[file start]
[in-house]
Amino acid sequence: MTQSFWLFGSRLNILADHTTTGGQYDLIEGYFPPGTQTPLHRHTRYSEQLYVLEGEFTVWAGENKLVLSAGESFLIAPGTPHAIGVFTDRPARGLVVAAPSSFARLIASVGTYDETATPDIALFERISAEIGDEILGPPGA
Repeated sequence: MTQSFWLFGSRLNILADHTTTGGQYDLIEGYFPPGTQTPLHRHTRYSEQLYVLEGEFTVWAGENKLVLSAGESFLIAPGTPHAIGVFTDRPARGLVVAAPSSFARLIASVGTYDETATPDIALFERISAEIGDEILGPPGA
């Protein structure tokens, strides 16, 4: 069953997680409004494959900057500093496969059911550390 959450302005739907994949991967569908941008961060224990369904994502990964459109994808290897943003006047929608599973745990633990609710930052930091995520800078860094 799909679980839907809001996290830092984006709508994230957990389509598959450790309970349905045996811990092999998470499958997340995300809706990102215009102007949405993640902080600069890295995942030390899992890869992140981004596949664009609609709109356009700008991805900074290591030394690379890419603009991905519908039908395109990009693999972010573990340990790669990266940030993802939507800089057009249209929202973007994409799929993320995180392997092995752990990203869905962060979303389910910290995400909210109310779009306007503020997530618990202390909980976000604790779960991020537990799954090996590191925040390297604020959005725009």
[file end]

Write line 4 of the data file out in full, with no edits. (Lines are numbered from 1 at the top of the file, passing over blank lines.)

């Protein structure tokens, strides 16, 4: 069953997680409004494959900057500093496969059911550390 959450302005739907994949991967569908941008961060224990369904994502990964459109994808290897943003006047929608599973745990633990609710930052930091995520800078860094 799909679980839907809001996290830092984006709508994230957990389509598959450790309970349905045996811990092999998470499958997340995300809706990102215009102007949405993640902080600069890295995942030390899992890869992140981004596949664009609609709109356009700008991805900074290591030394690379890419603009991905519908039908395109990009693999972010573990340990790669990266940030993802939507800089057009249209929202973007994409799929993320995180392997092995752990990203869905962060979303389910910290995400909210109310779009306007503020997530618990202390909980976000604790779960991020537990799954090996590191925040390297604020959005725009």